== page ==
16 tips for making laundry easier and more fun

Speaking for myself about the only thing I can say for laundry is I’m glad I have a machine to do it for me. I really don’t know how people managed in the days before they existed. In fact, I don’t know how I managed in my London days when I had to use launderettes. Anyway, as you’ve probably gathered from that, I don’t like laundry so I’ve worked hard at learning how to make it easier on myself and here are 16 tips I’ve gathered over the years.

Before you wash

Make members of your household responsible for their own ironing, folding and hanging up

Sometime clothes need to go in the wash after just one wear (e.g. if you’ve worn them to work out) but mostly they don’t, but if you do all the ironing folding and hanging up then you’re asking for people just to chuck clothes in the laundry without thinking about whether or not they actually need to be there. If, by contrast, you delegate this as much as possible, you’ll encourage people only to put clothes in the wash when they actually need it.

Divide folding shared items between family members

Similar comments apply here. It’s highly unlikely a towel needs to go into the wash after just one use, encourage people to think about it.

Have individual sock bags

By now, most people probably know the tip about putting socks into some form of bag (or pillowcase) to keep them together. Take this a step further (no pun intended) and give each individual their own sock bag so each person’s socks are kept together and they can sort and fold them afterwards.

Turn odd socks into deodorizer bags, works for tights too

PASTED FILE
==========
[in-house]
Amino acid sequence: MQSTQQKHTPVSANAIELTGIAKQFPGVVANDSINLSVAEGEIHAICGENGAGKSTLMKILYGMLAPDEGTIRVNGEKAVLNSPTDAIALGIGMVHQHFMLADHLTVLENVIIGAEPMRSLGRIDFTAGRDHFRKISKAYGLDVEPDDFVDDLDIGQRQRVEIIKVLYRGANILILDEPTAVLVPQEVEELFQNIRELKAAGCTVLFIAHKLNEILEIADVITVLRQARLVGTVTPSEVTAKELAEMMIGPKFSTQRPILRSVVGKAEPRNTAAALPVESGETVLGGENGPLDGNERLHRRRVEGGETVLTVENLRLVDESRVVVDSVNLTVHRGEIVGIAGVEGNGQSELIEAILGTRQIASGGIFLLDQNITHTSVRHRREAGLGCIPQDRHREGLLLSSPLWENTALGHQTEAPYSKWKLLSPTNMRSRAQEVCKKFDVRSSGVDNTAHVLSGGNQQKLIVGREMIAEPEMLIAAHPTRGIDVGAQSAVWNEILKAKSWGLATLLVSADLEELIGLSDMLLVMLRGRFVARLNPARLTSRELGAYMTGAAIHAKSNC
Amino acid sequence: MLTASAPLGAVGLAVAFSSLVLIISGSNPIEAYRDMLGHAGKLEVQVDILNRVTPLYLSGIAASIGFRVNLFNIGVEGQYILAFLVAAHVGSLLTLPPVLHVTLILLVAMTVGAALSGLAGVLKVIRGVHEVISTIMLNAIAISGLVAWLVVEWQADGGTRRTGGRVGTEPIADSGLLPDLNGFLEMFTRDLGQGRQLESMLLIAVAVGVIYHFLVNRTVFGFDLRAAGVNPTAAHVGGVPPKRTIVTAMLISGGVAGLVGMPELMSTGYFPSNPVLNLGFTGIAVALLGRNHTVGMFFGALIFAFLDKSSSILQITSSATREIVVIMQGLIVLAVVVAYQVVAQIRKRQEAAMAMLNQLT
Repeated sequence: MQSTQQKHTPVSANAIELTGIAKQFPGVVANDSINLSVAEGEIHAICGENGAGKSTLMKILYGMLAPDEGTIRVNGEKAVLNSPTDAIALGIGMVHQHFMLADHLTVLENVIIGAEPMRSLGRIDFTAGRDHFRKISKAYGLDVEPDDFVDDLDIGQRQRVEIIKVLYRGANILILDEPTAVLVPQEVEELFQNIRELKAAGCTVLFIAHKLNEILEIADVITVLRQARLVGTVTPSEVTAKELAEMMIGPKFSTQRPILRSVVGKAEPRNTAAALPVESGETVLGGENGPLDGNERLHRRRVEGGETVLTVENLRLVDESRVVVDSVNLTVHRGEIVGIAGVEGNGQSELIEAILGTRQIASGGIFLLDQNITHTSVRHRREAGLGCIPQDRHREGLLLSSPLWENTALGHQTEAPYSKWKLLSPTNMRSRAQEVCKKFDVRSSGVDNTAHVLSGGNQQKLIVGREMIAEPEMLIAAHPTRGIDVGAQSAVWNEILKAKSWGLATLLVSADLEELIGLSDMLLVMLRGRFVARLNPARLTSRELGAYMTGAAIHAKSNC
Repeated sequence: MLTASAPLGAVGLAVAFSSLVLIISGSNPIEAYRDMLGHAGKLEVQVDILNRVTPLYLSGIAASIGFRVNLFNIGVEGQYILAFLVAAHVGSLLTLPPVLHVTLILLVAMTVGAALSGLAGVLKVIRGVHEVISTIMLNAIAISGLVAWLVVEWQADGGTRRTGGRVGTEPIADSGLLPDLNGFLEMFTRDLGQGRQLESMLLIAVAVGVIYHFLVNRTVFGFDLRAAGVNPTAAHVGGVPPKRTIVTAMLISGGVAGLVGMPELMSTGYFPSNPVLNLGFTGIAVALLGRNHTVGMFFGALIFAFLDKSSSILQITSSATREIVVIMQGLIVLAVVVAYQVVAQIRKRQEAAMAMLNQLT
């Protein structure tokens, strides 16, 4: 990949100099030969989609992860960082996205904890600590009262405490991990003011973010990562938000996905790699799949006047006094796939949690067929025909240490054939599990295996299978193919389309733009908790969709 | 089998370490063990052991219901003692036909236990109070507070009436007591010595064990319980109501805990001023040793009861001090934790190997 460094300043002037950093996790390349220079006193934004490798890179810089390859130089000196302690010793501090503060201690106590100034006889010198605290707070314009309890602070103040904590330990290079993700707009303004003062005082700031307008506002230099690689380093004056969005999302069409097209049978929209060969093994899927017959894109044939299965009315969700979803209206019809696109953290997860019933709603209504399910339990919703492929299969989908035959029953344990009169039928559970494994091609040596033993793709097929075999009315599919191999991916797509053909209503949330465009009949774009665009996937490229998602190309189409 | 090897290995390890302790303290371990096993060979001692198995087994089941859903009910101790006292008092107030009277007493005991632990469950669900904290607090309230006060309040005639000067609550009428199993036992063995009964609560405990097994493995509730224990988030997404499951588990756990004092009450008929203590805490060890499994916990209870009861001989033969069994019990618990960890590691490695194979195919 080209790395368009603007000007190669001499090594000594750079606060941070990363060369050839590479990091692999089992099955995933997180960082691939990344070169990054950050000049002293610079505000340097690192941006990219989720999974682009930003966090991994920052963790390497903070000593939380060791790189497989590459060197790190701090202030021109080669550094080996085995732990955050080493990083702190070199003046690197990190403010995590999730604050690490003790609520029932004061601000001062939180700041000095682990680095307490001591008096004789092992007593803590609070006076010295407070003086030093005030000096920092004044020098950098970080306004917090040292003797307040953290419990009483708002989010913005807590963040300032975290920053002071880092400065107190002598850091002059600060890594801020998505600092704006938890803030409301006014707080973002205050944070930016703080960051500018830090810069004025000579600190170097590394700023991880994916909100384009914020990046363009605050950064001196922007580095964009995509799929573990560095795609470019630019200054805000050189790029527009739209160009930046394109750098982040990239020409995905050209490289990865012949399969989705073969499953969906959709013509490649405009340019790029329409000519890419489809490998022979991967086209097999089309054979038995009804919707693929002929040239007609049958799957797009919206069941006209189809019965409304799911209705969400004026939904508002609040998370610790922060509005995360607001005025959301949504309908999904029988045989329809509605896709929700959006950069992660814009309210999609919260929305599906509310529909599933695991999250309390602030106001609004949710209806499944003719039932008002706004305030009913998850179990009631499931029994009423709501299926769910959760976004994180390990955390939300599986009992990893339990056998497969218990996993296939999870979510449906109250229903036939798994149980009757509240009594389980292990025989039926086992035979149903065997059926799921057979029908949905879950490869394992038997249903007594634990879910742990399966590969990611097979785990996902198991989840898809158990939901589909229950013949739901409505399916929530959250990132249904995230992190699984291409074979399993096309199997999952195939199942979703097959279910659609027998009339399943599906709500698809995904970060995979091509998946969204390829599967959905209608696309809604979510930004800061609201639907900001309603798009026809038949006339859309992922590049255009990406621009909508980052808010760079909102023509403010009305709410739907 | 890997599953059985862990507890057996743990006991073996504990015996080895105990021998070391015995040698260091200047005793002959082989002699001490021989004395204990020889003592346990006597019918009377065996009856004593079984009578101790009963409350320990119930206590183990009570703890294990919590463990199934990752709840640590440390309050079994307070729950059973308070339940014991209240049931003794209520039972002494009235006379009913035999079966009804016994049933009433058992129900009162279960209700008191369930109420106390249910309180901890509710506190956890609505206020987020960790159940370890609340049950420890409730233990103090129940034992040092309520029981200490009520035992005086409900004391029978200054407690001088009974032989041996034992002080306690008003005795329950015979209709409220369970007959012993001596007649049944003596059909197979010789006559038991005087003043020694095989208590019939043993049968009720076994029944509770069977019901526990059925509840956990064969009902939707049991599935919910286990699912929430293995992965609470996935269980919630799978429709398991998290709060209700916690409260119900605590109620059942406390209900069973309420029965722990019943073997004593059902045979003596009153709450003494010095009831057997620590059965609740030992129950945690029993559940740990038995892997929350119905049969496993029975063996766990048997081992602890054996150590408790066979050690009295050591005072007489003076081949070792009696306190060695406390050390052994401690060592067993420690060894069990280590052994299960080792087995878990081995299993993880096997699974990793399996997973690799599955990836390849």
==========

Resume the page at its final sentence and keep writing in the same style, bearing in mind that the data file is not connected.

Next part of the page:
Some socks are going to go missing, I don’t know how, but they will. Likewise, tights will eventually get torn. In either case, they can be turned into deodorizer bags, just fill the foot part with bicarbonate of soda, add the essential oils of your choice, if you wish, then tie them off at the top (or use a hairband or similar). Then pop them into shoes, laundry baskets or anywhere else you want to keep smelling sweet.

Have a sorting system in place which splits out laundry how you like it

Whatever your system for splitting out laundry, have separate containers, even if it’s just strong bags, so that whoever owns the laundry has the task of putting it into the right piles (having emptied the pockets first).

Turn clothes inside out before you wash them

This does no harm to any clothes and can really help to reduce piling and to protect decorations. If you do wind up with piling, a razer will get it off. Obviously use it gently and be particularly careful near the seams.

Put your own marks on labels for guidance

Even if you have a good sorting system in place and especially if you can’t (due to space or for other reasons), you can put your own marks on labels so you can see at a glance if a garment needs special treatment like cold wash or kept out of the dryer. This information will be on the label, but is often in the form of tiny icons, whereas you can make your own marks nice and clear.


Use the right washing solution in the right quantity